A new study reveals regular moderate exercise can increase life span even among people who are overweight.
The analysis, published in PLOS Medicine, pooled self-reported data on physical activities and body mass indexes (BMIs) -- a ratio of weight to height -- from some 650,000 people aged 40 and older enrolled in one Swedish and five US studies.
"This result may help convince currently inactive people that a modest physical activity program may have health benefits, even if it does not result in weight loss," said a summary of the analysis headed by Steven Moore of the US National Cancer Institute.
"Being active -- having a physical activity level at or above the World Health Organization-recommended minimum of 150 minutes of brisk walking per week -- was associated with an overall gain of life expectancy of 3.4 to 4.5 years," the summary said.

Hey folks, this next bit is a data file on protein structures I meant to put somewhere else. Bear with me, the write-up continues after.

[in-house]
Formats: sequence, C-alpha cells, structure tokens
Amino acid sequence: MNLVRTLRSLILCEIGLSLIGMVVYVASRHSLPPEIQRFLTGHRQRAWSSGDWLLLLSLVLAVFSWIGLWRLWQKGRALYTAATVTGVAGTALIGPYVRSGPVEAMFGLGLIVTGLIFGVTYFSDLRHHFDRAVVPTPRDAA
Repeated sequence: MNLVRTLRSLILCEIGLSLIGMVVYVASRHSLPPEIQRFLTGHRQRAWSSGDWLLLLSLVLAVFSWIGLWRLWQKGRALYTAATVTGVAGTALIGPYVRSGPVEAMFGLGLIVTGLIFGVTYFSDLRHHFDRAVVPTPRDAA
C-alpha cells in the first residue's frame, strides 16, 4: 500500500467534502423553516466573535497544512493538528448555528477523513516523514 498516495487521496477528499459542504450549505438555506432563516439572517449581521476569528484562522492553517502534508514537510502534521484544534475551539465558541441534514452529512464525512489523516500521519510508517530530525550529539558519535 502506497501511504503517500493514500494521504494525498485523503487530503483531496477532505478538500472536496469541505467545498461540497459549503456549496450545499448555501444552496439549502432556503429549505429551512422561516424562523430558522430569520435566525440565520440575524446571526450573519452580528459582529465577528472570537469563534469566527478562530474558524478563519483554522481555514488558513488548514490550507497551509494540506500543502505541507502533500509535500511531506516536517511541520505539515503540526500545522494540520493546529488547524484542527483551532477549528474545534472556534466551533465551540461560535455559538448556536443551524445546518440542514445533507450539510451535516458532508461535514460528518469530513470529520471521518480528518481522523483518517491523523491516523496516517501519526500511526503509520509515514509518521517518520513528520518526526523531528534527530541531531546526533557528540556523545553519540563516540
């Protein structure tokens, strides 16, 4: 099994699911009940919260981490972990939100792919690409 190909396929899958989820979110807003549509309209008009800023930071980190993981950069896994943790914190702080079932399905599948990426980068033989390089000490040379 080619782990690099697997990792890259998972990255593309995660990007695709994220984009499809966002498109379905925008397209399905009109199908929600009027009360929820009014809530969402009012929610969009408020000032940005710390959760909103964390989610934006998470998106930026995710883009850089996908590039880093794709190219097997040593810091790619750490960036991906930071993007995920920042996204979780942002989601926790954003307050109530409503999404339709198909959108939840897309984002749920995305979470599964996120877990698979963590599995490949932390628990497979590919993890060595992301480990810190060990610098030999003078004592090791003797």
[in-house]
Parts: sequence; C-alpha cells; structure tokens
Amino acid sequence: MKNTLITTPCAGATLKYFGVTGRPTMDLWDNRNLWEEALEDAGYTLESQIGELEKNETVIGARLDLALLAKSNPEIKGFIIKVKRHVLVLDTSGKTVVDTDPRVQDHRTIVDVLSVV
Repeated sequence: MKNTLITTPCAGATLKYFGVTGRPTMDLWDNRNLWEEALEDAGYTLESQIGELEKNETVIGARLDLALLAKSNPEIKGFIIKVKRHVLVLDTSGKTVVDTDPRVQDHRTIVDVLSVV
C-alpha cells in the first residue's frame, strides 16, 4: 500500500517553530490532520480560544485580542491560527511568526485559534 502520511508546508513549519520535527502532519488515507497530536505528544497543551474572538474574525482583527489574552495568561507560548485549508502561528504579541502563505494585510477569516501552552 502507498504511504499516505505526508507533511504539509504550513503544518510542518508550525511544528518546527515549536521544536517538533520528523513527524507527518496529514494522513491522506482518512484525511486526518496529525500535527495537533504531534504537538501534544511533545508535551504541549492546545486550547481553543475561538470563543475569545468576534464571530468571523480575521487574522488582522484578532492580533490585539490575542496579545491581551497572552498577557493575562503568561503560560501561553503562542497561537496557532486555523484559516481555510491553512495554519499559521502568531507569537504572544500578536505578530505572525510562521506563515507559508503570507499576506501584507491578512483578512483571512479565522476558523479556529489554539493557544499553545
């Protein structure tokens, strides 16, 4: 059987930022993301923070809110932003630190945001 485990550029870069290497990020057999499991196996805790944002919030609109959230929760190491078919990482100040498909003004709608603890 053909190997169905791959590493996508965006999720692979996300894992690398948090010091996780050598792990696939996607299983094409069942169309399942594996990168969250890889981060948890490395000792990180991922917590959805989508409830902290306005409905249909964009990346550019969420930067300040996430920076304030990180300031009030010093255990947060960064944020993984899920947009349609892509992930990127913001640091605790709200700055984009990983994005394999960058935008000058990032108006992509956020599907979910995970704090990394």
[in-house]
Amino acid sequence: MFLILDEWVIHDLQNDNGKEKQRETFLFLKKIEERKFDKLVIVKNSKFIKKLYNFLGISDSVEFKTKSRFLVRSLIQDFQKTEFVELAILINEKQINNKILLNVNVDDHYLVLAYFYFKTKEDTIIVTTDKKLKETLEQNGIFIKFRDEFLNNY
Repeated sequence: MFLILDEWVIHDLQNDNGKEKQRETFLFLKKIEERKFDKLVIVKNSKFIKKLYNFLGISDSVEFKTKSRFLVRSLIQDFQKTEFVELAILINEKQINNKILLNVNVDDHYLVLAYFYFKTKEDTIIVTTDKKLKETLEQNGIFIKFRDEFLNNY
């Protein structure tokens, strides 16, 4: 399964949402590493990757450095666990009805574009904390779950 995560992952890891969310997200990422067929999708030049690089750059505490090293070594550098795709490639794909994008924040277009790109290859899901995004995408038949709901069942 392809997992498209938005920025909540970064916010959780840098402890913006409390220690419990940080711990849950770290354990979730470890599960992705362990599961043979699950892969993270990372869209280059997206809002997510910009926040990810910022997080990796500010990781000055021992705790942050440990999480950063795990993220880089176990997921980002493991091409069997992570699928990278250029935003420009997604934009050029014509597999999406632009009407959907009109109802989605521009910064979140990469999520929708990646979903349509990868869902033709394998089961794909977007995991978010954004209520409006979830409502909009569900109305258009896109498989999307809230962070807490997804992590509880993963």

Overall, the researchers concluded that less physical activity was linked with a shorter life expectancy no matter a person's body mass index.
"More leisure time physical activity was associated with longer life expectancy across a range of activity levels and BMI groups," the abstract of the analysis concluded.
However, being active and having a normal body mass index (of 18.5 to 24.9) was associated with a gain of 7.2 years of life compared to people who are inactive and obese with a body mass index of 35 or above.
On the other hand, being inactive and normal weight was linked to 3.1 fewer years of life compared to those who are active but class I obese and have a BMI of 30-34.9.
"These findings suggest that participation in leisure time physical activity, even below the recommended level, is associated with a reduced risk of mortality compared to participation in no leisure time physical activity," the summary said.
"The findings also suggest that physical activity at recommended levels or higher may increase longevity further, and that a lack of leisure time physical activity may markedly reduce life expectancy when combined with obesity."